Although the exemption system will no doubt save employers time and money in administration costs, the exemption is subject to the condition that the employer satisfies itself that any expenses they pay or reimburse are ‘qualifying’. It will therefore be necessary to check that employees are incurring and paying amounts for business expenses, and that they are allowable for tax relief purposes.
Please be aware though, that the tax rules around allowable expenses are not simple. If there is any uncertainty for you at all about whether something is an allowable business expense, we advise that you contact the HMRC Employer Helpline for further advice. You should keep a record of all expenses you provide to your employees, your decision making process as to their tax treatment and a note of any guidance you have received from HMRC on the matter.
If HMRC conducts a compliance visit which determines that some expenses you have treated as qualifying for the exemption are not in fact exempt, you may be subject to penalties.
Not all benefits are taxable and if they are not then you do not have to report them. Benefits that are not taxable are also not subject to Class 1A National Insurance.
You can find an A to Z list of typical benefits and their treatment on GOV.UK.
The main tax-free ones to note are set out below.
- Certain childcare provision, including childcare vouchers.
- Any contributions you make into an approved personal pension scheme for your employee.
- The benefit of a bicycle or cycling safety equipment provided by you for your employee to travel to and from work – the exemption extends to cycle safety equipment too.
- Expenses incurred in providing your employee with a maximum of one health screening assessment and one medical check-up in any year. From 1 January 2015, medical treatment of up to a maximum of £500, paid by you to enable your employee to return to work after a period of sick leave, is not a taxable benefit either.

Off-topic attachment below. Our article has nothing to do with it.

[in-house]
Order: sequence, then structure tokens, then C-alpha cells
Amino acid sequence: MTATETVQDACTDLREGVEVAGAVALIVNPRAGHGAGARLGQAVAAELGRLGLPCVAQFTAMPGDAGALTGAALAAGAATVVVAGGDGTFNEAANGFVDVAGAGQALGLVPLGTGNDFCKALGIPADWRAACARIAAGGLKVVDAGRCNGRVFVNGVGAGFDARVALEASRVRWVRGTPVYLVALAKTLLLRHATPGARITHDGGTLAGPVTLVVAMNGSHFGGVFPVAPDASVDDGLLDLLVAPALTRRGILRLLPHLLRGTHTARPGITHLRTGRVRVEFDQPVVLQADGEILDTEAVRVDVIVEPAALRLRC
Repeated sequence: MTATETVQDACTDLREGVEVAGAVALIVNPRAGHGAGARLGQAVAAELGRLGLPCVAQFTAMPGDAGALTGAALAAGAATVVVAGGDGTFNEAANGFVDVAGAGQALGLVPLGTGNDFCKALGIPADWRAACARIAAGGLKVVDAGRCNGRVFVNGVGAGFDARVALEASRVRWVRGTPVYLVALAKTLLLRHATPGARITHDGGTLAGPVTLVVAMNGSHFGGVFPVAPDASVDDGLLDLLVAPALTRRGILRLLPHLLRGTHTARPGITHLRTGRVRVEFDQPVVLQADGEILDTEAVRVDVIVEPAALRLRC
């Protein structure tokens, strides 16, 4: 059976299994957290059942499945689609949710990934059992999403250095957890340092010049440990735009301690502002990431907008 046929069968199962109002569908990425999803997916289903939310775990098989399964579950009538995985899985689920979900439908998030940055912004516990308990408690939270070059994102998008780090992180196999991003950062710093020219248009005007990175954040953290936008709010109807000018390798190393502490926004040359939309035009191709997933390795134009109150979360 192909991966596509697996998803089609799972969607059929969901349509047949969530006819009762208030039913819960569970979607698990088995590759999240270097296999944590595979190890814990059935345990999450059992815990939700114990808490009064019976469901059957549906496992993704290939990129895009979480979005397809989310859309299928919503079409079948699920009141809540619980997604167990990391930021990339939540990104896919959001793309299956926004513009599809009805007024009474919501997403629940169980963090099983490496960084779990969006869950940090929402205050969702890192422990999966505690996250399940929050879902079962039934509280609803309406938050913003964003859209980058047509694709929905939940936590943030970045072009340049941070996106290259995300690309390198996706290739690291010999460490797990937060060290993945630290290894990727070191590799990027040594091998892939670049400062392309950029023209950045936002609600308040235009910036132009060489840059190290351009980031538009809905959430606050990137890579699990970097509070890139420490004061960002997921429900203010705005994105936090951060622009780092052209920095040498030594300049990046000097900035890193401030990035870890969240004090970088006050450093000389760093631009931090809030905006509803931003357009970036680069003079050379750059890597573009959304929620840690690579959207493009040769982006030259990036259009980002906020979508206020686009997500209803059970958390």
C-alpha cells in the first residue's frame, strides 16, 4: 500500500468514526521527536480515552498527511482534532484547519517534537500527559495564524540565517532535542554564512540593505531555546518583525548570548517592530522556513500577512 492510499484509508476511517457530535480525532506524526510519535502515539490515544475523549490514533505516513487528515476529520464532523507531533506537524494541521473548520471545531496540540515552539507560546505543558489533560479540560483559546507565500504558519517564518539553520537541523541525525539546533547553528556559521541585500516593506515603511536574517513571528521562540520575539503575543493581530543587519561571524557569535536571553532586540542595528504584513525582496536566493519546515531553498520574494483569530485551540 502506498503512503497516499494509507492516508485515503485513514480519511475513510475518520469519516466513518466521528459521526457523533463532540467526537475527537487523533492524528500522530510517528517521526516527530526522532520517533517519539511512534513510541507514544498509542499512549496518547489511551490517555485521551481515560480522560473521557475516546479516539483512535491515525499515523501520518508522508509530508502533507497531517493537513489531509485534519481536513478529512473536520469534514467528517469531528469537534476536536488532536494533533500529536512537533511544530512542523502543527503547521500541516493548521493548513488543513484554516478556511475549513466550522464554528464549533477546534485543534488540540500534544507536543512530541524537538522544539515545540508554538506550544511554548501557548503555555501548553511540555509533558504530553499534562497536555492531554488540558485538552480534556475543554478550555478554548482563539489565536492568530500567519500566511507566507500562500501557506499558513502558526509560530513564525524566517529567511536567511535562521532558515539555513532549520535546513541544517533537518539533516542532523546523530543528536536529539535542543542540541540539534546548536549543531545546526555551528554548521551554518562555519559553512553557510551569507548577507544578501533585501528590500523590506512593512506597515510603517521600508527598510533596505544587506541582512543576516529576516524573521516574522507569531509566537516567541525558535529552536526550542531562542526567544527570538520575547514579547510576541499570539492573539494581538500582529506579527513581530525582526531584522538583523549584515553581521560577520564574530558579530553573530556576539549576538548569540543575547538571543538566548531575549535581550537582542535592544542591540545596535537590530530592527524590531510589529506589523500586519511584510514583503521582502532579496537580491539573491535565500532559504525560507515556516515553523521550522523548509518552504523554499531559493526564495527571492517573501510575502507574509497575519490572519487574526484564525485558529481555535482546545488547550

- Employer funded costs of work-related training (within the whole range of practical or theoretical skills and competences your employee is reasonably likely to need in their present or likely future jobs with you).
- A Christmas or other annual party which costs no more than £150 a head in total to provide.
- One mobile phone/smart phone provided to your employee, or any line rental or the cost of any private calls for that phone paid for by you. The contract needs to be in your name. Please note that if your employee has their own mobile phone contract but you agree to pay the bills or reimburse the costs, then the rules are different.
- A taxi home provided when your employee works late, if your employee is occasionally required to work later than usual (until 9 pm or later), but those occasions are irregular; and by the time they can go home, either public transport between their place of work and home has ceased, or it would not be reasonable in the circumstances for you to expect them to use it (up to 60 journeys in each tax year).
- If you pay your employee ‘mileage’ when they use their own car for business purposes, provided the amount you pay them is below certain limits (up to 45p per mile for up to 10,000 miles and 25p per mile thereafter. The rate for motorcycles is 24p per mile and for bicycles 20p per mile). So, if your employee drove you 25 miles to the doctors in their own car, then you could give them £10 towards petrol and general car running costs, without having to do anything at all. You should be aware that paying more than the approved amount can cause complex tax, NIC and reporting consequences for you, which are explained on GOV.UK.
'Business mileage' does not include travelling from home to work (ordinary commuting). If you pay your employee mileage for ordinary commuting, this is a fully taxable benefit.
(Please note that if your employee uses his own car for qualifying business travel and either gets no payment from you or repayment at below the approved rate, they can claim mileage allowance relief in respect of the difference. Mileage allowance relief is a deduction from earnings which the employee can claim using Form P87 or via their Self Assessment return.)
Certain ‘trivial’ benefits such as tea and coffee provided to employees or seasonal gifts such as a bottle of wine at Christmas are exempt. From 6 April 2016, broadly any benefit costing less than £50 will be considered ‘trivial’ provided that:
- the benefit is not in the form of cash or a cash voucher;
- it is not given in recognition of work done (or to be done) by the employee (in other words the exemption only applies if the benefit is provided for a non-work reason).